Guy Prior – A Young Boy’s Hero (7)

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The Woodland family left Taree in 1950 and the Priors moved shortly afterward. They returned to the Hunter Valley and finally bought their own dairy farm out from Paterson, near Vacy. At last they could work their own land, free from the restraints endured by the share farmer.

The last time I saw Guy was when my cousin John Hawke and I came back from a nostalgic visit to the Taree area in May 1957. We travelled two-up on my BSA Golden Flash motorbike and arrived at their farm a little after dark. Dot came to the door and in the dark was unable to discern who the visitors were. Guy was occupied inside with a couple of guests. Dot went into mild hysteria – she was a very excitable person – even though I enunciated my and Johnny’s names clearly. As she was carrying on like a woman being assaulted Guy raced to the door and soon determined the identity of the visitors. Apparently Dot had thought we were members of a family they were currently feuding with, not an unusual state of affairs with the Priors.

Later, my mother told me of an incident Dot had related to her. There was a progress meeting held, at their local community hall and Guy commented on neighbours who were constantly listening in on the telephone party-line. People became heated and one man was toe to toe with Guy – little did he know he was on dangerous ground – but before Guy reacted in his usual manner Dot raced in and shoved the man with both hands, knocking him to the floor. They were indeed a hot-headed couple.

The morning after Johnny and I arrived at the Vacy farm I arose early and joined Guy in the dairy where he was hand milking. This was the last time I spoke to him. We had a lot to talk about and I recall two things from our talk that morning. He knew I wanted to be similar to him and end up with a farm, but he advised me against it and suggested to keep doing what I was with my life; have a good, solid job in town and visit the bush on weekends and holidays. The other memory is of him sitting, as he milked, in a position where he could keep his eye on the house. He was watching out for Dottie as he was smoking and he didn’t want her to find out. As far as she knew, he had given the habit up!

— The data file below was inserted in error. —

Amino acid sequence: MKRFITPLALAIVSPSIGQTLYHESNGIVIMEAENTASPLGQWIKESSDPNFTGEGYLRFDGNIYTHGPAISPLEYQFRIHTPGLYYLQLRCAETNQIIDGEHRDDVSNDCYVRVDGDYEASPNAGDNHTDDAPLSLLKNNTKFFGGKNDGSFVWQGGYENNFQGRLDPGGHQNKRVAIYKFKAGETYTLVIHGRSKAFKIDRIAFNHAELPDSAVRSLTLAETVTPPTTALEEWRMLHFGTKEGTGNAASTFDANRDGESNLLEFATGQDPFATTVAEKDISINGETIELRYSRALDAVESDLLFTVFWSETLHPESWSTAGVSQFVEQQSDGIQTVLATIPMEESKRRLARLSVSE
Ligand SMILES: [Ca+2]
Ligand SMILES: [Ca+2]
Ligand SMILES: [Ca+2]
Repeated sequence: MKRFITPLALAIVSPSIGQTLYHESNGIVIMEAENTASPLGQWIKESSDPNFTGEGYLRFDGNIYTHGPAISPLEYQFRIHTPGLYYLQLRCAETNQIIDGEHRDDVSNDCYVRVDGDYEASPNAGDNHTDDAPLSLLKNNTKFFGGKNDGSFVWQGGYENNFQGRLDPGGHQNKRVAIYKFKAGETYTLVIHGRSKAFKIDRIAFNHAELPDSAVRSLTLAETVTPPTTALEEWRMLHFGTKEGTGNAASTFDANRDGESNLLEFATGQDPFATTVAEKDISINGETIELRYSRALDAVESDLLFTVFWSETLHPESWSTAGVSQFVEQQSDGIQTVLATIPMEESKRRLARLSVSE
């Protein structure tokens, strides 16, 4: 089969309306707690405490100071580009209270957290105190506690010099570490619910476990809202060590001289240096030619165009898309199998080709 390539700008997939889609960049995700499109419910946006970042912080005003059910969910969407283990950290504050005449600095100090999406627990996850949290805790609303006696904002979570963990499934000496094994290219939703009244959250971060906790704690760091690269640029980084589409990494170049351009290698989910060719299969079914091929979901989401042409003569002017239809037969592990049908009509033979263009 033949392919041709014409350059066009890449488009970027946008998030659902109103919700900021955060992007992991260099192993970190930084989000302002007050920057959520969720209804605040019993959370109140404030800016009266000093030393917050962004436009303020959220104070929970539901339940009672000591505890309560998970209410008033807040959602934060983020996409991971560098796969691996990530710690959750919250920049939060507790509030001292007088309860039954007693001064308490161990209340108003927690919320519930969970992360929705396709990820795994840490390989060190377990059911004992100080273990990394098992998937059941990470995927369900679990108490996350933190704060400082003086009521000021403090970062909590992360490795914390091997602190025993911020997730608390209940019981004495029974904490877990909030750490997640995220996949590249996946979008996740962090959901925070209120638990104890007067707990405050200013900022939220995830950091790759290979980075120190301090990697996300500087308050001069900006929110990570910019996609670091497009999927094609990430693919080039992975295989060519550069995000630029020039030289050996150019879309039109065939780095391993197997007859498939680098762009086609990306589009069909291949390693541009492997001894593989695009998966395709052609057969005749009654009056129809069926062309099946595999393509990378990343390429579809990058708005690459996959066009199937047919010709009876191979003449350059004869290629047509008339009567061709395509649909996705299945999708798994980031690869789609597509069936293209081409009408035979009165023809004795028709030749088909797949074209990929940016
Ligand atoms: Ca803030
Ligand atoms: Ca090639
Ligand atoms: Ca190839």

In his last years Guy taught himself the melodeon, better known as a squeezebox or button accordion. I never heard him play, but wish I had, as it was an instrument I began to play in the next few years.

My wife and I, with our two children, were living in Canberra when I received the disturbing news that the man who had taught me to ride a horse, milk a cow, trap and skin a rabbit, husk corn and many other skills, was dying from lymphatic cancer. He was making frequent visits to the Prince of Wales Hospital at Randwick for treatment and was visited by my mother who lived at Bondi. Of course, his beloved Dot was at his side. This very proud man, whose masculinity was so important to him, told my mother how ashamed he was of his body, a once powerful body that was wasting away day by day.

We visited Sydney and had hoped to see him while we were there, but were told that he had returned home to the Hunter Valley. Back in Canberra, a few days later I was to learn that he had actually been back in the Prince of Wales when we had been in Sydney. He had had to make an unscheduled visit because of failing health.

I am pleased that I wrote to him in his last days and he was apparently excited in reading it and had a good laugh when I reminded him of when he had lost his temper when Denis, Marie Lukins and I did something which now escapes my mind. I also wrote to Dot following his death in 1971 and she wrote a letter which is still in my possession. In it she also remarked on his good and bad habits. Of the latter she wrote, ’Such as the time when you, Denis & Marie spilt the calves’ milk.’ Perhaps that is the incident I have forgotten. Dot also wrote, ‘I miss him so much I could curl up and die’. Dot died in 1979. Sadly, I was not to learn of her passing until thirty-one years had passed, as she had changed her address and passed away before we were notified.

Guy’s Headstone

It would be anachronistic to judge someone like Guy Prior by today’s standards. Men like him do not exist today. As we have seen, he was not without his faults. However, he was, to me at least, superior in many ways to the men of his day. He had a typical bushman’s laconic sense of humour, was a powerful and physical man, a good provider, a gentleman with women, but past a certain point, he would rather fight than argue. Especially, he was wonderful with the few children who had the good fortune to know and learn from him, no-one more than I.